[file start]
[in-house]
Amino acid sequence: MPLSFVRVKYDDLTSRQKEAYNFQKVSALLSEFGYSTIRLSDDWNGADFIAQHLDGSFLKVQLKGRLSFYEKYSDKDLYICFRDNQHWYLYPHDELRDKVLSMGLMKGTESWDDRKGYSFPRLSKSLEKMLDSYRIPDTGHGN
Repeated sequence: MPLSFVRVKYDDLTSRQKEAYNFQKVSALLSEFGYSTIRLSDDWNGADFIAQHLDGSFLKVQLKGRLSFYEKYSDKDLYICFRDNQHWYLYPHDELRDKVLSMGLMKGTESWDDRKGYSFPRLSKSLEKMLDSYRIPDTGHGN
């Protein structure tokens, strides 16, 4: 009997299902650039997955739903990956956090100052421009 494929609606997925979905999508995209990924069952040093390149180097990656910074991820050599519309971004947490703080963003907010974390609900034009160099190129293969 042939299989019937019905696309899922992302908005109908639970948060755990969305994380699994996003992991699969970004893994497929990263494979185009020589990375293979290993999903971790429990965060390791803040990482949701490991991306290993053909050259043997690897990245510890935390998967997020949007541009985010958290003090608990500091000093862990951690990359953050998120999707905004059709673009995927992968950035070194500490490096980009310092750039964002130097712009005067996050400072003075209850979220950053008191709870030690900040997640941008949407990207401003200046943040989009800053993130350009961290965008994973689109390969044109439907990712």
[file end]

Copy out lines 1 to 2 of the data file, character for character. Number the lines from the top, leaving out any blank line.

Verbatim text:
[in-house]
Amino acid sequence: MPLSFVRVKYDDLTSRQKEAYNFQKVSALLSEFGYSTIRLSDDWNGADFIAQHLDGSFLKVQLKGRLSFYEKYSDKDLYICFRDNQHWYLYPHDELRDKVLSMGLMKGTESWDDRKGYSFPRLSKSLEKMLDSYRIPDTGHGN